Sinne. (I)

LOrd, with what care hast thou begirt us round!
Parents first season us: then schoolmasters
Deliver us to laws; they send us bound
To rules of reason, holy messengers,

Pulpits and Sundayes, sorrow dogging sinne,
Afflictions sorted, anguish of all sizes,
Fine nets and stratagems to catch us in,
Bibles laid open, millions of surprises,

Blessings beforehand, tyes of gratefulnesse,
The sound of glorie ringing in our eares:
Without, our shame; within, our consciences;
Angels and grace, eternall hopes and fears.

Yet all these fences and their whole aray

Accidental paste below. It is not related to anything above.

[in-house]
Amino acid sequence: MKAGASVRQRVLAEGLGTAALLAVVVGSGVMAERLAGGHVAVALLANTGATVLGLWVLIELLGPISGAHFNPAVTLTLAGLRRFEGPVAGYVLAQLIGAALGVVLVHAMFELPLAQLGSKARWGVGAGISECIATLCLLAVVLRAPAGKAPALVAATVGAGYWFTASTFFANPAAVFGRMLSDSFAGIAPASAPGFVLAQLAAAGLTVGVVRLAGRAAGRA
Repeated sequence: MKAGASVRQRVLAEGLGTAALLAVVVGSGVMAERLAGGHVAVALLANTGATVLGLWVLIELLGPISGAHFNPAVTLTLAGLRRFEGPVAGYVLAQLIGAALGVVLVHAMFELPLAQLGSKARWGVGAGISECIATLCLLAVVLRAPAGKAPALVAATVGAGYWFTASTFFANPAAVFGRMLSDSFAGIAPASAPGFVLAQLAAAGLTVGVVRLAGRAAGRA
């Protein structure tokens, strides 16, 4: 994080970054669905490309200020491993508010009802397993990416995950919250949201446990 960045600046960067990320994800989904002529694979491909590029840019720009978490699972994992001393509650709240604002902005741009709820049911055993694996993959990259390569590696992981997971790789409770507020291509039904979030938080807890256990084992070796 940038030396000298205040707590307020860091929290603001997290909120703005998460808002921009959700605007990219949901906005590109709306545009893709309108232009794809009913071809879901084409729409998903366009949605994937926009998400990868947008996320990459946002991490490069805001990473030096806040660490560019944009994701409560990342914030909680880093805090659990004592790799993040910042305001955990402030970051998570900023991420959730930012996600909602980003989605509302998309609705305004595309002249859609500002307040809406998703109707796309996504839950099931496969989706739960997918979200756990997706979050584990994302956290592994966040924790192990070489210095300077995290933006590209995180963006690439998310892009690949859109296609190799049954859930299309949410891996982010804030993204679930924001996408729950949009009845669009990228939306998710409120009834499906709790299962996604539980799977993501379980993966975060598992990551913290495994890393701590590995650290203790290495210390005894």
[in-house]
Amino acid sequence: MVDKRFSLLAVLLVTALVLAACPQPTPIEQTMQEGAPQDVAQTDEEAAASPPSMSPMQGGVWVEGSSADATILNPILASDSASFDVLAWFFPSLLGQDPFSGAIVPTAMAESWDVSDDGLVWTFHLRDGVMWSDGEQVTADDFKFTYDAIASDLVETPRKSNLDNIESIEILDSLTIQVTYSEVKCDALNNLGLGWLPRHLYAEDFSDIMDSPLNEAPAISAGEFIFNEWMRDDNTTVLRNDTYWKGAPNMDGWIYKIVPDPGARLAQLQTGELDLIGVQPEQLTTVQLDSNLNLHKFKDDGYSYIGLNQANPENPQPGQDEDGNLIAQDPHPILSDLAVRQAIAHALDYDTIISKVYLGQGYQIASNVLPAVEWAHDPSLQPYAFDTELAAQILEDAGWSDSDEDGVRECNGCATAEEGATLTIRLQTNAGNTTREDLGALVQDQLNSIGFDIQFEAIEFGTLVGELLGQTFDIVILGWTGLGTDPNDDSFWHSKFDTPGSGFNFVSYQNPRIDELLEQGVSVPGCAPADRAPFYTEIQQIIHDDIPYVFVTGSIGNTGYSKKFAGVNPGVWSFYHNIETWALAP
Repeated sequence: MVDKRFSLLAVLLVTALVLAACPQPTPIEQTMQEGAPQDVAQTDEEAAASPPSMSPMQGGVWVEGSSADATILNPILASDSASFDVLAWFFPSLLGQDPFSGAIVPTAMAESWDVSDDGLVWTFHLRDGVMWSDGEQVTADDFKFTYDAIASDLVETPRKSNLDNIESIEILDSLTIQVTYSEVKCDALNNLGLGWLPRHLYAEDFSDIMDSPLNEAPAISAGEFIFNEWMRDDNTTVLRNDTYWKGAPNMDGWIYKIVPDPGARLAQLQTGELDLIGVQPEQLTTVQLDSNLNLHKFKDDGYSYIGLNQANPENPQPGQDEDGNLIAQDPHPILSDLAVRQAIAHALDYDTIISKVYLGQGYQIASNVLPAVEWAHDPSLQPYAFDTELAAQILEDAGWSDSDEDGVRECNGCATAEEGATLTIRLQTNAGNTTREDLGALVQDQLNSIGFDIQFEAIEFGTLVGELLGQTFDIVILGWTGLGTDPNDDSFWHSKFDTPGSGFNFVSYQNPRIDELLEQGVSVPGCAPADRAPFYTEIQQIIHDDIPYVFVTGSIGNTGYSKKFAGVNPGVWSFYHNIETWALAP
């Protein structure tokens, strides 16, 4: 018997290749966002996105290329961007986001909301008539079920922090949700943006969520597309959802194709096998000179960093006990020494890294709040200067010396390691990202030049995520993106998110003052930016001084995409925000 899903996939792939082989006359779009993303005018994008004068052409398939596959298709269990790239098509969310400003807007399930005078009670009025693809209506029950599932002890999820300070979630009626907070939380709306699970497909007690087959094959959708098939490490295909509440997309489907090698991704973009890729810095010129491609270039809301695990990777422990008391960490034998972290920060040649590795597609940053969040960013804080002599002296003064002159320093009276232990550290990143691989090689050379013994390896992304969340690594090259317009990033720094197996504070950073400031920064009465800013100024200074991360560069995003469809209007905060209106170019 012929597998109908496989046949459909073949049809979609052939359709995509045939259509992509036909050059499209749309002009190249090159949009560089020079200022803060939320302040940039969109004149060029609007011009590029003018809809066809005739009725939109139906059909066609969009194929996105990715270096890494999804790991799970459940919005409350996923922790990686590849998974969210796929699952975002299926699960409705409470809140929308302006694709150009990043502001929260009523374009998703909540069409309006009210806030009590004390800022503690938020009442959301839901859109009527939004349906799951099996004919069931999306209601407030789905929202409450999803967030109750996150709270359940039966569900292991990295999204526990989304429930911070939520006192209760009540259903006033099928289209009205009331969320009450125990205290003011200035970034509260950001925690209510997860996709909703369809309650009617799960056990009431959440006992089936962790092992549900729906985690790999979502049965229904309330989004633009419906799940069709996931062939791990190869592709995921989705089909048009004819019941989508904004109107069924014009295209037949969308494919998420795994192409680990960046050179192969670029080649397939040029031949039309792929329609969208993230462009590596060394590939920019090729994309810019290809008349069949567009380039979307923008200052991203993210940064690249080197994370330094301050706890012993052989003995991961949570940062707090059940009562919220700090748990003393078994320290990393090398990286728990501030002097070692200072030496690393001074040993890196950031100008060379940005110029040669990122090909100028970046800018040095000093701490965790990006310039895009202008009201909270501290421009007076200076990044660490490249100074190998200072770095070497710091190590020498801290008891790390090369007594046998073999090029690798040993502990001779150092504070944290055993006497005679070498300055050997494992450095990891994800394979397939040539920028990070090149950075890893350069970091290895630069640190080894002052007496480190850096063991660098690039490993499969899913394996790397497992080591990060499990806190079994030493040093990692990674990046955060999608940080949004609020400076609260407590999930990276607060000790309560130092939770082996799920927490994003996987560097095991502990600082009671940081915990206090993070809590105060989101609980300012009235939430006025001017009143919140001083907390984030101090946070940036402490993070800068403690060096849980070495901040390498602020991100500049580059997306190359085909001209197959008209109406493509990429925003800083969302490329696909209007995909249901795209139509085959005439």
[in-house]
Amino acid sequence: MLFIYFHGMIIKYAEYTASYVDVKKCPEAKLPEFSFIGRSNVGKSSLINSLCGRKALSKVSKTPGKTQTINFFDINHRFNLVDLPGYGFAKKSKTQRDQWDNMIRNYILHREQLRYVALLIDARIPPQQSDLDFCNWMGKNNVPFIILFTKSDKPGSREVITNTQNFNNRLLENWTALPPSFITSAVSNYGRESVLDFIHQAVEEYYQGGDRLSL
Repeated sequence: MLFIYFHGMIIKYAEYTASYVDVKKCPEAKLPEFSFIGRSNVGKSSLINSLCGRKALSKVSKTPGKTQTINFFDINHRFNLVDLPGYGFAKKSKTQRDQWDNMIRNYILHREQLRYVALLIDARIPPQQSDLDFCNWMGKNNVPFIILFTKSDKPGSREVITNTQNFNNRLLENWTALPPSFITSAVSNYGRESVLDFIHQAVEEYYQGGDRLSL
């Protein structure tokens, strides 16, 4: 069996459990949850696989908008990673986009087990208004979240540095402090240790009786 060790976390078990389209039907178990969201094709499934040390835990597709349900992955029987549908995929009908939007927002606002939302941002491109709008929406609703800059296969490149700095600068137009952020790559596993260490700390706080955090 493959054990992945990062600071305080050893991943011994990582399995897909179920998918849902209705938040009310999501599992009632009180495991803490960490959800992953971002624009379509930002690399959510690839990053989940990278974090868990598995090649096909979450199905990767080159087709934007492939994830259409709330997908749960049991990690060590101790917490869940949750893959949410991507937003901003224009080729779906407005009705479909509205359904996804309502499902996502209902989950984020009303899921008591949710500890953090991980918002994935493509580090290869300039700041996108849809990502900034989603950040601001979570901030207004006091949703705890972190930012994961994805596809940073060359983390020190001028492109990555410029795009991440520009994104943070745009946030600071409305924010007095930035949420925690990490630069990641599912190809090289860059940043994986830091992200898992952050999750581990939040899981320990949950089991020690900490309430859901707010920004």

One cunning bosome-sinne blows quite away.


¶   Sinne. (II)


                     O That I could a sinne once see!

                     We paint the devil foul, yet he

                     Hath some good in him, all agree.

                             Sinne is flat opposite to th’ Almighty, seeing

                             It wants the good of vertue, and of being.


                     But God more care of us hath had:

                     If apparitions make us sad,

                     By sight of sinne we should grow mad.

                             Yet as in sleep we see foul death, and live:

                             So devils are our sinnes in perspective.